Intellectual properties are the bread and butter of startups. A good IP can do one of two things: ensure your company has a solid foundation as a product or service or put your company in a position to be bought for a large sum of money. For example, late in 2017, Amazon bought Blink, a security camera company.

The mammoth retailer wasn’t interested in the cameras; it was interested in the chipset that allowed the cameras to run off of a lithium battery for nearly two years. The technology could, in theory, be integrated into Amazon’s Echo platform. Amazon paid about $90 million for what boils down to a chipset. Let’s look at how you can get your IP ready for investors or to sell to other companies, and how to keep it safe in the meantime.

Angels and VCs

If you have ever watched Shark Tank or Dragon’s Den, one of the biggest questions the VCs ask is whether the presenters have a patent or copyright for their idea. Forbes said in 2015 that intangible assets — such as IPs — account for about 90 percent of an early-stage company’s value.

VCs will want to know how your IP — be it invention or service — fits into the current marketplace. A company needs to own its employees’ inventions, writing, and other intellectual property if it is going to make a profit off of it, and that is highly important to investors.

They must also factor in how well you have done your due diligence, as a patent lawsuit could cost about $500,000 if brought to trial, and trade secrets suits cost between $300,000 and $500,000.

Why is this important? The Waymo v. Uber suit regarding technology used in self-driving cars. It ended in a major settlement worth more than $200 million. The main contention was that an employee of Google stole trade secrets, a type of IP, that Uber then tried to use. This brings us to how to ensure your IP is safe and secure.

Digital security

Google alleged that Anthony Levandowski, a former engineer for Waymo, Google’s self-driving car arm, downloaded trade secrets and left the company to work for Uber. While it’s hard to stop current employees, unless you have proper documentation of who is accessing files and when stopping outside thieves is a simple matter of digital security.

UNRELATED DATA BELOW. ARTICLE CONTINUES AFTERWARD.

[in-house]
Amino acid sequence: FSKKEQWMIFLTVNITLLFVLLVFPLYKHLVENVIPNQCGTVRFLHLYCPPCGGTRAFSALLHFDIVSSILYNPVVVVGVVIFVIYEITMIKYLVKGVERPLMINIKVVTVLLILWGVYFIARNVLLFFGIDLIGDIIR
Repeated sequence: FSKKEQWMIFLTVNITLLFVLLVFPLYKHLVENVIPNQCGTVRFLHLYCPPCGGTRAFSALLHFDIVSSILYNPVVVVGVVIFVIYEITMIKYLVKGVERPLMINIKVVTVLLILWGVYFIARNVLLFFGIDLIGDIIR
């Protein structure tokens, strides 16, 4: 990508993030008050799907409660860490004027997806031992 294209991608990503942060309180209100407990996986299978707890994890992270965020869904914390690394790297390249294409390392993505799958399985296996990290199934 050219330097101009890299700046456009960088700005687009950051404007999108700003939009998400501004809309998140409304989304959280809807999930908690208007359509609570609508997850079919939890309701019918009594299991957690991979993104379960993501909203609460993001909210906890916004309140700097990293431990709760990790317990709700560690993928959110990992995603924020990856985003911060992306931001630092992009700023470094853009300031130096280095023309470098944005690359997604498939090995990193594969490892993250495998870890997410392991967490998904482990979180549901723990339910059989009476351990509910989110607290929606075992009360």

Your first option is keeping records offsite in long-term storage. With external security, breaking in and stealing the right documents at a storage facility can be difficult. However, this can also extend to your own employees — a hard copy offsite is difficult to access all around.

It might be best to have a hard copy offsite and to also use cloud services. Security is of the utmost importance when using the cloud. Use proper protocols like SSL and TLS when transmitting data. If possible, use a virtual private network as an extra layer of keeping hackers out. Change all default credentials, as you don’t want someone stealing your trade secrets or patent ideas by entering “admin” and “password.” Limit access as much as possible.

Document everything. Use a secure e-signature service if needed so that there is less of a chance of a hacker using your e-sign service to access your cloud, and thus your IP. This can also extend to non-disclosure agreements regarding your IPs. Remember, your IPs can be 90 percent of the value of your company, and their security is of the utmost importance.

Stolen IPs

VCs and angel investors will not want to invest in a company that has had their IP stolen and splashed across the dark web like a common credit card number. This has happened to major companies, so don’t assume you are safe.

For example, Valve, a major name in computer gaming, saw the code for Half-Life 2 stolen in 2003. The culprit was able to hack Valve’s servers. He was arrested and charged with $250 million in damages. While not quite as elegant as an employee taking the code — the IP — like Levandowski did with Waymo, it’s still a breach of security. Both examples are major companies that can and have weathered the storm, but a startup with their IP leaked will have a hard time finding investors.

Your IP will define your startup. It’s extremely valuable and could be your golden ticket. Keep it safe, do your due diligence, and seek investors or buyers. Above all, maintain your IP in a secure place, limit access, and keep your information safe.

A former professional journalist covering crime, court and fire stories, Cole spends his free time freelance writing, playing video games, and slowly writing a crime novel.